Sunday, July 31, 2016

Growth: Spain consolidates its relaunch – Les Echos

Growth in Spain continues the momentum. This is what announces the government stressing that the economy grew by 0.7% from April to June, although it marks a slight decline in the second quarter 2016, slightly below the 0.8% first trimester.

Nothing to worry about the eyes of the Minister of Economy Luis de Guindos, has revised upwards its forecasts for 2016, anticipating a 2.9% of GDP the year, well above the 1.6% expected for the entire euro area over the period. This is “realistic and conservative estimates” , he says, who also leads to cautiously adjust its figures for 2017, 2.3% growth by announcing the fact, says -he, “the impact of Brexit which could cost two or three decimal places in Spain”.

the good news is undoubtedly this dynamic allows the country to create jobs and begin to absorb the huge pocket of unemployment has been reduced to 20% of the workforce for the first time in six years, far from the peak of 27% in 2013 . the prospect of a tourist season all records this summer should accelerate this recession and Luis de Guindos estimates that unemployment will be 18.6% at the end of the year and 16.6% in late 2017, with the creation of 900,000 net jobs during these two years.


Still, these predictions are marked by blur, while the country remains in political uncertainty, no new government in sight in the coming weeks. The outgoing president, the conservative Mariano Rajoy, won the legislative elections of last June, had to ask last week to King Felipe unusual period before run for the nomination, not having yet met the support to ensure the Parliament’s vote in favor. Despite this uncertain situation, Spain consolidates its relaunch. She seems to have defeated his old demons and the belief of economists that he needed a growth of at least 2% to start creating jobs. A recent study by the foundation Funcas calculated effect that the country turns the “job machine” from 1% growth, due in particular to the reform that has eased the labor market. This means that the unemployment curve will continue to drop even though the economy growing at less than 2% from 2018, as provided by international agencies.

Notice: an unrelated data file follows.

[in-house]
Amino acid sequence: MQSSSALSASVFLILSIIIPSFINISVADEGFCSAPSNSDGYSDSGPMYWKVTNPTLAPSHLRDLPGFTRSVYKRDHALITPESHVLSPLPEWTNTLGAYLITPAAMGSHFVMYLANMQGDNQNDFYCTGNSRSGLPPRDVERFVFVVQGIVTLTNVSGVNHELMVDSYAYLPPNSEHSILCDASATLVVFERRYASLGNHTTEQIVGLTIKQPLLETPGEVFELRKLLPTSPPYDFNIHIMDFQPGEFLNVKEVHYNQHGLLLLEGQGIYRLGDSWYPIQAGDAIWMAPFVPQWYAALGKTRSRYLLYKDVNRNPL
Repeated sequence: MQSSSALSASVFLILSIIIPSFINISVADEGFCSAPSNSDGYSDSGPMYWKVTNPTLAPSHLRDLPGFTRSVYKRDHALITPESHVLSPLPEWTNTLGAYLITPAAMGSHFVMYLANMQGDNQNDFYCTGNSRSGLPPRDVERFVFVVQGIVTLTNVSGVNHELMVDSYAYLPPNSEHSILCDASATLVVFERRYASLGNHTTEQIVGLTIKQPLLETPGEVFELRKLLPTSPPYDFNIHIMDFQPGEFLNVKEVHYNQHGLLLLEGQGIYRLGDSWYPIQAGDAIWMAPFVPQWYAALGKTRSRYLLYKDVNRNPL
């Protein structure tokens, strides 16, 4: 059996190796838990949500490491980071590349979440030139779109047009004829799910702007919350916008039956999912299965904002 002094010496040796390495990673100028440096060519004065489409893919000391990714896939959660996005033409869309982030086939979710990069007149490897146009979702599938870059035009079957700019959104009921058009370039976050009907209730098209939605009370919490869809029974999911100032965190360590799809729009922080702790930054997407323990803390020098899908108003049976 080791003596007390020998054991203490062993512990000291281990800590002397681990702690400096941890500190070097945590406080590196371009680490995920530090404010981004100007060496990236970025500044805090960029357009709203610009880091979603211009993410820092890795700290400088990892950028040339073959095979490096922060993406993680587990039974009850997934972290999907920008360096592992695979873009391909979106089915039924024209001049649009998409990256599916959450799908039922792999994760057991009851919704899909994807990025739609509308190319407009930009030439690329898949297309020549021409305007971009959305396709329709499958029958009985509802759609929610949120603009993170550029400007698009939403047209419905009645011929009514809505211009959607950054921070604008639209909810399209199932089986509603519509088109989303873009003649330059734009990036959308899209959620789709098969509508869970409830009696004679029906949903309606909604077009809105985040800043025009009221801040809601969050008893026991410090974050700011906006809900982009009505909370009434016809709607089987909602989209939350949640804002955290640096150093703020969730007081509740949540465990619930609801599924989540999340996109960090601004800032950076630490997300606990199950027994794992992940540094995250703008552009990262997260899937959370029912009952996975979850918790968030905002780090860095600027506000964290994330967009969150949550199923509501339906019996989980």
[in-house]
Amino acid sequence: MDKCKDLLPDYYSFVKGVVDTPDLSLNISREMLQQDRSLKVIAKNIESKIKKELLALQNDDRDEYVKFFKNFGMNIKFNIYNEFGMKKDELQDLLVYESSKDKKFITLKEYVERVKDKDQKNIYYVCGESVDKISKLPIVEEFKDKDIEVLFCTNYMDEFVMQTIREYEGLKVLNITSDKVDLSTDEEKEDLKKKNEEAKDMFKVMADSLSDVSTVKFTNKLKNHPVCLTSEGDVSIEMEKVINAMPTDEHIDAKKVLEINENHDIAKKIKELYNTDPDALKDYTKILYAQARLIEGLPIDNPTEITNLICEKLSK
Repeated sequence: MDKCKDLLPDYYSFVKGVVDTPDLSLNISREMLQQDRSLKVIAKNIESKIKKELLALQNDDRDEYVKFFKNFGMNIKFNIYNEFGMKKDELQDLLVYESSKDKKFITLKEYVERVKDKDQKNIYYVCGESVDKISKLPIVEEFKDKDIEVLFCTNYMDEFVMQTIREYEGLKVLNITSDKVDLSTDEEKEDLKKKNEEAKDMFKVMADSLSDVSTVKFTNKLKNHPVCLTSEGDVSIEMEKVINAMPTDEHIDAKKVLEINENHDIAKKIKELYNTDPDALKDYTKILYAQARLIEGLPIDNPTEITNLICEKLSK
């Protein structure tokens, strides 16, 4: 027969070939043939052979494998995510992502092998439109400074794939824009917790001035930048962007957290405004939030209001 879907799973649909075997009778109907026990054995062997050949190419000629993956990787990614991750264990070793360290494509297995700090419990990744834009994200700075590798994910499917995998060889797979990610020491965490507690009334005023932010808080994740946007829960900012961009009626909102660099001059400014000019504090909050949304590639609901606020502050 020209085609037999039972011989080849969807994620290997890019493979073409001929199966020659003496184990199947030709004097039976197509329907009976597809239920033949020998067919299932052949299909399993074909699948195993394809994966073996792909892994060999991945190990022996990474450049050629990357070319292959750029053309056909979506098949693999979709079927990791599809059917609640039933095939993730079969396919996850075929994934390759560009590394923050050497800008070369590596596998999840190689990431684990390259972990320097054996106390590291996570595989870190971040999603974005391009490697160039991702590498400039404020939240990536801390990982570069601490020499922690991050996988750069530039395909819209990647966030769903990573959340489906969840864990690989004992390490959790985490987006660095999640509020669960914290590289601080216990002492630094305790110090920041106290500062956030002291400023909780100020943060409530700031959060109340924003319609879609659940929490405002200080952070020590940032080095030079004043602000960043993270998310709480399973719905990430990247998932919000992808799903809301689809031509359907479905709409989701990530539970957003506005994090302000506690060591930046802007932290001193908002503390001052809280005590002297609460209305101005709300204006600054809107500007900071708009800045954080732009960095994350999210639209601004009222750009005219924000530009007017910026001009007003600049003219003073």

But the economist Daniel Fernandez Kranz, author of the study, warning of a trompe-l’oeil effect. This upturn in employment is mainly based on seasonal effects for low-skilled jobs. “The greater flexibility may have led to more in periods of low growth job creation” , he noted, stressing the fact that he perceives “not trace of greater dynamism in terms of creating stable jobs, but only in temporary employment creation ‘

Cécile Thibaud

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